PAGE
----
'This promises to be another area revolutionized by JWST though, putting its diffraction-limited resolution & extreme thermal-infrared sensitivity to very good use, helping us to understand the final evolutionary stages of live-fast-die-young massive stars,' he said

‘This promises to be another area revolutionized by JWST though, putting its diffraction-limited resolution & extreme thermal-infrared sensitivity to very good use, helping us to understand the final evolutionary stages of live-fast-die-young massive stars,’ he said

‘Yes, those nested “squircular” rings are real,’ Ryan Lau, an astronomer at NOIRLab and principal investigator of the project that acquired the observations, said on Twitter. ‘Our paper on this has been submitted so please stay tuned for the full story.’

Schmidt later replied to her own thread: ‘They do look like airy rings, but they aren’t. They’re shells of gas and dust.’   

‘The red shells are real physical structures around the Wolf-Rayet star: they’re famous for such things, carved out of their dust ejects by the orbits of binary companions. But this is an especially spectacular example from #JWST.’ McCaughrean said.

Lau and his colleagues published a paper in the Astrophysical Journal on another Wolf-Rayet star called WR112.

‘Exactly what the geometry is in WR140, with the curved & yet boxy shells, isn’t immediately obvious to me & why there are discrete, separated shells rather than a spiral structure … well, I’m sure Ryan & his colleagues are working on that right now,’ McCaughrean added later.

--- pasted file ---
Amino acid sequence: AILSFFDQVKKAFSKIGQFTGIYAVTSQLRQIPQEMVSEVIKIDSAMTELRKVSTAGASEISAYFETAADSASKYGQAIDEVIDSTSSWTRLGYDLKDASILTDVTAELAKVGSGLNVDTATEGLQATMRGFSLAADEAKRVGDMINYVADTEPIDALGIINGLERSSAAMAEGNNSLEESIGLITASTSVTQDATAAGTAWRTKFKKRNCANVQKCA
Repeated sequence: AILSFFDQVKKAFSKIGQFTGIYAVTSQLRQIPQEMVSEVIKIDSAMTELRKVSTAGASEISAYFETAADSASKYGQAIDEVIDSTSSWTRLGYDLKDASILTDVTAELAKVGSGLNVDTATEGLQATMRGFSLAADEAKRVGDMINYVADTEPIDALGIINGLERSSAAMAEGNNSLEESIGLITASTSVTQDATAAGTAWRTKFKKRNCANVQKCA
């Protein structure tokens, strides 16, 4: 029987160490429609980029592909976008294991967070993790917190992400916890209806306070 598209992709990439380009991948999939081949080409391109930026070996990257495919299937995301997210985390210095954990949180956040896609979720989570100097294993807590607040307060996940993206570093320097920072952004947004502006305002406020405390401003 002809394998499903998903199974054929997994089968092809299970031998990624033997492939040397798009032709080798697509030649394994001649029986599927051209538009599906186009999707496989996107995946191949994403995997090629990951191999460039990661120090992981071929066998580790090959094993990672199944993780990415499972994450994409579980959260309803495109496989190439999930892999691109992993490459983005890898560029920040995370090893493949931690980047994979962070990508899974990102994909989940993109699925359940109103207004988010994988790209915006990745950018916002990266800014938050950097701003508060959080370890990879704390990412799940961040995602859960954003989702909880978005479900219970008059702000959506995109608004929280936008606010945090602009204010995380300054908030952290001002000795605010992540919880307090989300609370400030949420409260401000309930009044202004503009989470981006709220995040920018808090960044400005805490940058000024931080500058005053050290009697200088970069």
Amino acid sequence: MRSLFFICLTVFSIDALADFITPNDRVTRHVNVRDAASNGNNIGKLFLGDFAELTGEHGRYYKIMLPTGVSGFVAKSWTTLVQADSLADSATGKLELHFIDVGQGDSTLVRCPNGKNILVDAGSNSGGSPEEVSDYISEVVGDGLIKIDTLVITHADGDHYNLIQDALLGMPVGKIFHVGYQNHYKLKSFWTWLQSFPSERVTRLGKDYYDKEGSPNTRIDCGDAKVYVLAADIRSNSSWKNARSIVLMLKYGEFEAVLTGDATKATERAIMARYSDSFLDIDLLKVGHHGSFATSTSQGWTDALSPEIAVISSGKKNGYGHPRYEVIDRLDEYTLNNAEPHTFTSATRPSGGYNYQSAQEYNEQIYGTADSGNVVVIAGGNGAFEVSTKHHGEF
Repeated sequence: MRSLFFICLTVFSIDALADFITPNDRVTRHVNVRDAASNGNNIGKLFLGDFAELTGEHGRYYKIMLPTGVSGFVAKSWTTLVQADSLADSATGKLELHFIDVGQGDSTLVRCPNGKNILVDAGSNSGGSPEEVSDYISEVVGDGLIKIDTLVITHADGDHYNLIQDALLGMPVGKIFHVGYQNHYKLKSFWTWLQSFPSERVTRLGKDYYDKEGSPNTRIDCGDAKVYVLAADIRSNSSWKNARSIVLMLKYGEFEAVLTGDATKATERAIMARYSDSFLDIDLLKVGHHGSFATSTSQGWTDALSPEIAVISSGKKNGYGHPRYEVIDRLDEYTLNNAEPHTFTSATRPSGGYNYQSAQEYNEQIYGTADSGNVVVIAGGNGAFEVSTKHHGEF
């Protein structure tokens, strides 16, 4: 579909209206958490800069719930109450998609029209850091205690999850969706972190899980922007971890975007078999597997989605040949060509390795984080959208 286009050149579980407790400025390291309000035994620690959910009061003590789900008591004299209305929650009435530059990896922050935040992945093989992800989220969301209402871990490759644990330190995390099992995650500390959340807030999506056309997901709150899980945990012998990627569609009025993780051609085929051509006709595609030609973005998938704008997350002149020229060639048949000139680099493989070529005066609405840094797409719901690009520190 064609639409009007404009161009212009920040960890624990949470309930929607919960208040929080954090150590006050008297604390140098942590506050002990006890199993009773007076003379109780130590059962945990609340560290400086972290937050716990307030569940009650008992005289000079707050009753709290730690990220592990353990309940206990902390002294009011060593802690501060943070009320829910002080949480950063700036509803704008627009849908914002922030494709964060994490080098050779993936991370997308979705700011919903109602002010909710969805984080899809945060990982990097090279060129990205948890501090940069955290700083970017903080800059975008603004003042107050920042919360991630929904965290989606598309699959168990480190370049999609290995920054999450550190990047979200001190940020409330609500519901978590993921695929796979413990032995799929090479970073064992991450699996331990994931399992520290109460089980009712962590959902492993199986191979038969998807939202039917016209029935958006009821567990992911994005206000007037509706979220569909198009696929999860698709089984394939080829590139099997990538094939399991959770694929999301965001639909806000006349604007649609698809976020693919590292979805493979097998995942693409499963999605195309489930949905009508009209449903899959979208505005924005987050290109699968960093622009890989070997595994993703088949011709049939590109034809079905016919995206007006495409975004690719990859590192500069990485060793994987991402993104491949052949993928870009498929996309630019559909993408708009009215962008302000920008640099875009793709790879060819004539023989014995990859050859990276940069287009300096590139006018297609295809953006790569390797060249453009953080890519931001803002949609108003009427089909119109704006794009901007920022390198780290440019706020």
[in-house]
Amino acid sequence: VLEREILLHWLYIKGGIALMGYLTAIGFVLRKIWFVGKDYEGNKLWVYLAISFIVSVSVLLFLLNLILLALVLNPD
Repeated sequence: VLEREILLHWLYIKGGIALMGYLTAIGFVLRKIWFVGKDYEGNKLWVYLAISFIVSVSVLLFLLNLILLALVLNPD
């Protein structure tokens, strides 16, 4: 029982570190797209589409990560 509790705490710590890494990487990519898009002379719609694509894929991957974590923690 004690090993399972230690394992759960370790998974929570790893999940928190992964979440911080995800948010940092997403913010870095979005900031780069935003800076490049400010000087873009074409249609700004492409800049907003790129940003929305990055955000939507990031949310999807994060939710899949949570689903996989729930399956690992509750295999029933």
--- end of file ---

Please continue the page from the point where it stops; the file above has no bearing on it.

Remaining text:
‘This promises to be another area revolutionized by JWST though, putting its diffraction-limited resolution & extreme thermal-infrared sensitivity to very good use, helping us to understand the final evolutionary stages of live-fast-die-young massive stars,’ he said, including a picture of Elvis Presley with his tweet.

This latest image comes shortly after the first picture of an exoplanet located 385 light-years from Earth. 

The telescope used its Near-Infrared Camera (NIRCam) and Mid-InfraRed Instrument (MIRI) that can block out surrounding starlight to snap epic images of the exoplanet HIP 65426.

The alien world was first discovered in 2017 by the European Southern Observatory’s Very Large Telescope, in Chile, but the long wavelengths were blocked by Earth’s atmosphere.

The exoplanet is just 15 to 20 million years old, which is much younger to our 4.5-billion-year-old Earth. 

‘But Webb’s first capture of an exoplanet already hints at future possibilities for studying distant worlds,’ NASA shared in a statement. 

'Exactly what the geometry is in WR140, with the curved & yet boxy shells, isn’t immediately obvious to me & why there are discrete, separated shells rather than a spiral structure … well, I’m sure Ryan & his colleagues are working on that right now,' McCaughrean later added. ABOVE: A James Webb Space Telescope image of Stephan's Quartet

‘Exactly what the geometry is in WR140, with the curved & yet boxy shells, isn’t immediately obvious to me & why there are discrete, separated shells rather than a spiral structure … well, I’m sure Ryan & his colleagues are working on that right now,’ McCaughrean later added. ABOVE: A James Webb Space Telescope image of Stephan’s Quartet

Lau and his colleagues published a paper in the Astrophysical Journal on another Wolf-Rayet star called WR112. ABOVE: a James Webb Space Telescope image of the Southern Ring Nebula

 Lau and his colleagues published a paper in the Astrophysical Journal on another Wolf-Rayet star called WR112. ABOVE: a James Webb Space Telescope image of the Southern Ring Nebula